One of the biggest quandaries you may face if you are planning to launch a new business is whether you should buy or rent a property to serve as its base. Each option has its own benefits and disadvantages.
If you are keen to rent, there are a number of things you need to bear in mind before signing on the dotted line.
Read on for a concise but informative guide to renting a business property that will hopefully help you avoid any stumbling blocks in your quest for a new HQ.
Why Renting Is A Good Idea
Table of Contents
There are several advantages to renting. For one thing, it does not require as much upfront capital as buying, which means you can use more of your initial investment for other business-related expenses.
Another thing, renting a business venue means you will be unaffected by rises in interest rates or a sudden fall in property value. You also won’t have to worry so much about maintenance, as some responsibilities will fall to the landlord.
Where To Look For A Rental Property
There are various avenues you can pursue when it comes to locating the ideal rental property for your business.
You can contact commercial real estate agents directly and ask them to find some suitable premises for you to view. Always view several, even if you come back to the first one in the end; this will give you a good idea of what’s available in your price range.
You can also look out for advertisements in local newspapers, magazines, or online.
Types Of Agreement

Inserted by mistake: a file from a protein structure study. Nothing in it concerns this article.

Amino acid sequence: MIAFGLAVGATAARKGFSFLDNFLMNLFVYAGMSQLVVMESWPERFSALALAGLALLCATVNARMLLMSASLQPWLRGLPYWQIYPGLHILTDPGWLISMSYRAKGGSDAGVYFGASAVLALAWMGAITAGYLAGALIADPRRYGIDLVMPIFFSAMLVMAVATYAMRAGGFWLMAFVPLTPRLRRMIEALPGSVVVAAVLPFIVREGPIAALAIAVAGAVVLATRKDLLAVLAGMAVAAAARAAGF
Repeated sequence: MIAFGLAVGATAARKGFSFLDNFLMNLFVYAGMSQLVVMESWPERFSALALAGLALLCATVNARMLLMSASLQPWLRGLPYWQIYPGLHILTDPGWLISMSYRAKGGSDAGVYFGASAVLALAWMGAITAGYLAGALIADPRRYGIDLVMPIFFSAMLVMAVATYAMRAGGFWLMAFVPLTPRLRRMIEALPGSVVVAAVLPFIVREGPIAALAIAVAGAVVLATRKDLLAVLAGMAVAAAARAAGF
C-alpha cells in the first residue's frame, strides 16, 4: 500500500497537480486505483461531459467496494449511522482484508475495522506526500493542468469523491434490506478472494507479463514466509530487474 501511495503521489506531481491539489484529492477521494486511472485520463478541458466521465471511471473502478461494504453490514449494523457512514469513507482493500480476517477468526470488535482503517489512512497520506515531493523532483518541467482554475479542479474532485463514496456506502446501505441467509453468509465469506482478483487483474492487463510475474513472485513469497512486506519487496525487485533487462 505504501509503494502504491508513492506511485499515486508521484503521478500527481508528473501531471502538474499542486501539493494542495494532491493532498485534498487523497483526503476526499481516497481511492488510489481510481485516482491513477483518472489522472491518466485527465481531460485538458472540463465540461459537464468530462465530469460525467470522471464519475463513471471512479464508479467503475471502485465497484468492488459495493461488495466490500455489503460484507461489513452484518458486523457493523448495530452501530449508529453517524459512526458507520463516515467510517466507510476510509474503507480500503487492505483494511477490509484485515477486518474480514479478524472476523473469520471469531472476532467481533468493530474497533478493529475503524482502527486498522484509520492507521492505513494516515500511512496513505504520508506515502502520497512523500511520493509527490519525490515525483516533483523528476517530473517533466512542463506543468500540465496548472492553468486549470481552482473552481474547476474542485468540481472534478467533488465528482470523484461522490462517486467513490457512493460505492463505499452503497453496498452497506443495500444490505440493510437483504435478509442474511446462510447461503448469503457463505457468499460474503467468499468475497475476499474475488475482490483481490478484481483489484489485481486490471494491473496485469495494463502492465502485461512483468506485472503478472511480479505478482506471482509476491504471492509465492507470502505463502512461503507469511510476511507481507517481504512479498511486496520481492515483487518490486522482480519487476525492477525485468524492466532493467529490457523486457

Once you have found a property that seems perfect for your venture, it’s time to consider the rental agreement you sign up for. The two most common options available are leases and licenses.
Leasing: if you’re feeling confident that you would like to rent a particular property on a long-term basis, then a lease is the recommended agreement. They can vary in length from a couple of years to more than 20. When it comes to the exact terms of your agreement, remember that various aspects can be negotiated – from how often you pay rent to what kind of service charges the landlord can include.
Licenses: For shorter rental periods, you may want to opt for a license. The benefit of a license is the flexibility it imparts – however, it is also a much more precarious arrangement, which is something to strongly bear in mind before signing any papers.
You may already be familiar with the various types of insurance you need to run a business. But did you know you can also get business renters insurance to cover your leased property? This insurance policy can protect you against various mishaps including fire damage, lawsuits, and even loss of income due to damage sustained by the property.
Cover All Your Bases
This concise guide covers the main areas you need to focus on when renting a business property. However, you should also do further extensive research before signing on the dotted line to make sure that the property you decide to take on is right for you – and that the agreement is fair and mutually beneficial for you and the property owner.